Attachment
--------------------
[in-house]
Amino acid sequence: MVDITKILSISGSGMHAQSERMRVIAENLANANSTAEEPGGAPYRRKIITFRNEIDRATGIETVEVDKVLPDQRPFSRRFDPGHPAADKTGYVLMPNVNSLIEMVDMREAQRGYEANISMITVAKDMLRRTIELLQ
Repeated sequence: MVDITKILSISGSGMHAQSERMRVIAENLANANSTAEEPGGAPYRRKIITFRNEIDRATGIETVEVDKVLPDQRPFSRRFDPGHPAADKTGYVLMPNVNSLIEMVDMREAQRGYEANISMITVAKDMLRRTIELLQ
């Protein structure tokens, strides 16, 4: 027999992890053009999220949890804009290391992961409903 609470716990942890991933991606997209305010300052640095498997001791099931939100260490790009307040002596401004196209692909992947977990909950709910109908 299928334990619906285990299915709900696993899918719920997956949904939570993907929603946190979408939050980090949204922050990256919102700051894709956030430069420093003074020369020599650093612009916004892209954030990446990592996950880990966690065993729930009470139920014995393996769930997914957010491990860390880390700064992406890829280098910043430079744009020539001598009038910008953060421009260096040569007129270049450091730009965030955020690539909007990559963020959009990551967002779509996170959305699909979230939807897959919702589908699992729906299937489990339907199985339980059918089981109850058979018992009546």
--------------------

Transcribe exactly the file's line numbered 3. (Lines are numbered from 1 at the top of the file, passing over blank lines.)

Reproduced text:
Repeated sequence: MVDITKILSISGSGMHAQSERMRVIAENLANANSTAEEPGGAPYRRKIITFRNEIDRATGIETVEVDKVLPDQRPFSRRFDPGHPAADKTGYVLMPNVNSLIEMVDMREAQRGYEANISMITVAKDMLRRTIELLQ